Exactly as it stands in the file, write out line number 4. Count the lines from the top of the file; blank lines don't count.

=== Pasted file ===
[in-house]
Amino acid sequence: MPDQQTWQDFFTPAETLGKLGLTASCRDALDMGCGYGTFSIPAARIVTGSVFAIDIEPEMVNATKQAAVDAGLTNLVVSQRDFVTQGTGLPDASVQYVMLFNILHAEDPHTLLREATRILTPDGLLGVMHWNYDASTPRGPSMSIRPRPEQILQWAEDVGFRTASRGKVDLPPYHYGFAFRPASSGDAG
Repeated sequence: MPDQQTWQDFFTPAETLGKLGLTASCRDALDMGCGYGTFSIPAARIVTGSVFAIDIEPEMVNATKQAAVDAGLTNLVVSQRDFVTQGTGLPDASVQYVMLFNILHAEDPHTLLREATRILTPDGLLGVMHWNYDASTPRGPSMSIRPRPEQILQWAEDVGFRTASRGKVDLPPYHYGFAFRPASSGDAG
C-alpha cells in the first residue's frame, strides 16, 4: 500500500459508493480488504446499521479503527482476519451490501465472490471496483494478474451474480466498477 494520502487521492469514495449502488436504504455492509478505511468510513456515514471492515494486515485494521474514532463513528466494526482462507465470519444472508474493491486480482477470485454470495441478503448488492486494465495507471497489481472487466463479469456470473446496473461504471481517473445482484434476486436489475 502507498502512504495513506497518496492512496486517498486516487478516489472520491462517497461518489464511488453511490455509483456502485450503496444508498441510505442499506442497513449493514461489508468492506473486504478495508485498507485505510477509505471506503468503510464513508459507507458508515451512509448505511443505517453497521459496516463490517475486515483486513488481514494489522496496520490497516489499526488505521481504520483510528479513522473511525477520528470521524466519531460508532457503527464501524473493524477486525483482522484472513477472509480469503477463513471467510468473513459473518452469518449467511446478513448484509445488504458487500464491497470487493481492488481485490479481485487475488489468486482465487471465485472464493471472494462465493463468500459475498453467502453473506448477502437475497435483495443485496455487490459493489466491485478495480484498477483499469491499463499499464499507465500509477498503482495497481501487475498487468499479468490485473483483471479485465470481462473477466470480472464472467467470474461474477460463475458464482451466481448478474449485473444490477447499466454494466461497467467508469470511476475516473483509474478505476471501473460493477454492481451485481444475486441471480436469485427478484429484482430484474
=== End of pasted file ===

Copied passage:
C-alpha cells in the first residue's frame, strides 16, 4: 500500500459508493480488504446499521479503527482476519451490501465472490471496483494478474451474480466498477 494520502487521492469514495449502488436504504455492509478505511468510513456515514471492515494486515485494521474514532463513528466494526482462507465470519444472508474493491486480482477470485454470495441478503448488492486494465495507471497489481472487466463479469456470473446496473461504471481517473445482484434476486436489475 502507498502512504495513506497518496492512496486517498486516487478516489472520491462517497461518489464511488453511490455509483456502485450503496444508498441510505442499506442497513449493514461489508468492506473486504478495508485498507485505510477509505471506503468503510464513508459507507458508515451512509448505511443505517453497521459496516463490517475486515483486513488481514494489522496496520490497516489499526488505521481504520483510528479513522473511525477520528470521524466519531460508532457503527464501524473493524477486525483482522484472513477472509480469503477463513471467510468473513459473518452469518449467511446478513448484509445488504458487500464491497470487493481492488481485490479481485487475488489468486482465487471465485472464493471472494462465493463468500459475498453467502453473506448477502437475497435483495443485496455487490459493489466491485478495480484498477483499469491499463499499464499507465500509477498503482495497481501487475498487468499479468490485473483483471479485465470481462473477466470480472464472467467470474461474477460463475458464482451466481448478474449485473444490477447499466454494466461497467467508469470511476475516473483509474478505476471501473460493477454492481451485481444475486441471480436469485427478484429484482430484474